How to Manage Your Perfectionism Anxiety

Posted on Dec 28, 2022
tl;dr: Manage your perfectionism anxiety your way.

Updated 14 August 2023.

1 Dictionary definitions of perfectionism and anxiety
2 Simple definitions
3 I can help myself
Let’s begin here
Perfectionism anxiety is here to stay
My perfectionism anxiety story
After a while, having perfectionism anxiety around gets boring
5 reasons you can manage your perfectionism anxiety
Helpful links


I like easy-to-read and easy-to-understand writing.

So I found and listed below nonexpert definitions for perfectionism and anxiety from Merriam-Webster, my favorite dictionary.

Dictionary definitions of perfectionism and anxiety

Perfectionism: “a disposition to regard anything short of perfection as unacceptable especially the setting of unrealistically demanding goals accompanied by a disposition to regard failure to achieve them as unacceptable and a sign of personal worthlessness”

Anxiety: “…apprehensive uneasiness or nervousness usually over an impending or anticipated ill; a state of being anxious…, …an abnormal and overwhelming sense of apprehension and fear often marked by physical signs (such as tension, sweating, and increased pulse rate), by doubt concerning the reality and nature of the threat, and by self-doubt about one’s capacity to cope with it…; …mentally distressing concern or interest; …a strong desire sometimes mixed with doubt, fear, or uneasiness.”

Simple definitions

Perfectionism is when you set very high standards for yourself and feel like you have to be perfect in everything you do.

As a perfectionist, you often feel like you can’t make mistakes, and you might be very critical of yourself if you do.

Anxiety is when you’re feeling worrisome. It’s like feeling scared that something might happen, but you don’t know what that something is.

Sometimes, anxiety can be so intense that it can make it hard to do things you want.

Why is perfectionism linked with anxiety?

Perfectionism can lead to anxiety.

I can get obsessed with working on my content, so it’s the best illustration or post, but what if it could be better?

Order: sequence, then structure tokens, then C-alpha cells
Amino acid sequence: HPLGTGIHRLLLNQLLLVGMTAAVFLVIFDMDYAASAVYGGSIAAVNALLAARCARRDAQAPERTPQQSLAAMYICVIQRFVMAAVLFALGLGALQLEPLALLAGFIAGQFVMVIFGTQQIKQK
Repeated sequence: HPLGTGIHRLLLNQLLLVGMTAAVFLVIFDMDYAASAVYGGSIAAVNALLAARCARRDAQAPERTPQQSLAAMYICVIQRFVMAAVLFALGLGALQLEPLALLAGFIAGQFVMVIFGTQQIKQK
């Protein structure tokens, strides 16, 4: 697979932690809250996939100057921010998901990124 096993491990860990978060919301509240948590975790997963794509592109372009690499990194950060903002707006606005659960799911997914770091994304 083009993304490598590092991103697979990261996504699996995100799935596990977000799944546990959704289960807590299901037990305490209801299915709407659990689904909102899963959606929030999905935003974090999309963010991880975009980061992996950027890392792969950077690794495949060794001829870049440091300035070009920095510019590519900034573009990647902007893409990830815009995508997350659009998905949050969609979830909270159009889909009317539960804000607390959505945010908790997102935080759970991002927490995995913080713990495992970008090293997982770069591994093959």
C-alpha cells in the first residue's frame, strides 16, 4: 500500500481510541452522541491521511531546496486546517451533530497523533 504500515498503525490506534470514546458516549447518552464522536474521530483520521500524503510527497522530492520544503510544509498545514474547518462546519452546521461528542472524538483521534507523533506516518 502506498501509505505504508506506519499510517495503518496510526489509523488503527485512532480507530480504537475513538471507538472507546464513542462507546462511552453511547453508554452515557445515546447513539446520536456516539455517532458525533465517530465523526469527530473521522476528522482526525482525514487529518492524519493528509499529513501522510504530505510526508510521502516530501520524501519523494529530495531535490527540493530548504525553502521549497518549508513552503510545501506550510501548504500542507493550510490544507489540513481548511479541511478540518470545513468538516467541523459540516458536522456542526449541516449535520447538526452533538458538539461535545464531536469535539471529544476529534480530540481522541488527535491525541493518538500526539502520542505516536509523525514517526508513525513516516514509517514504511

What if others think my art sucks or my writing sucks?

The more I think, the more I worry and become anxious.

I can help myself

Self-managing perfectionism anxiety (PA) is possible.

I first discovered PA in high school. I’ve had PA that’s lasted for days, sometimes weeks, preventing me from writing or drawing.

Managing PA begins with awareness of my tendency toward perfectionism.

The way to self-awareness is through introspection, which means “an examination of one’s thoughts or feelings”.

My friend…care for your psyche…know thyself, for once we know ourselves, we may learn how to care for ourselves.


I manage my PA better now because I understand and know myself better.

I’m not an expert in human psychology or managing personality traits, and I don’t have post-nominals after my last name. 🥱

I’m just an expert at managing my PA, and I realized this four years ago.

Figure out why

Initially, I needed to figure out why I was experiencing PA.

I had close friends surrounding me, but I didn’t want to bother them with my issues. So, I didn’t confide in them. PA was something other than what I could share with my family since we don’t discuss these things.

The cool thing about having close friends is that they magically and keenly know your shit. And they are compassionate to help you. They help soften your problems with lots of humor and blunt advice, like stop taking yourself too seriously and worrying about what others think.

Healthy striving is self-focused: “How can I improve?”
Perfectionism is other-focused: “What will they think?”

Brené Brown

Read about it

And fortunately, I love reading. So, I read a lot about PA and that I can manage it.


Let’s begin here

Write it down

When my PA would come on, I’d write my thoughts and feelings so I could see them.

Writing helps my mind and heart feel lighter. Transferring my thoughts and feelings to a page lifts their weight off me. Writing in my journal is helpful for introspection.

Choose an easy and comfortable writing mode/method

  • Write on pad paper, notebook, iPhone, Android, iPad, or tablet.
  • Write in preinstalled apps like Notes, available on iPhone and iPad, or Google Keep, available on Android phones.

What if you don’t write and prefer talking about your thoughts and feelings?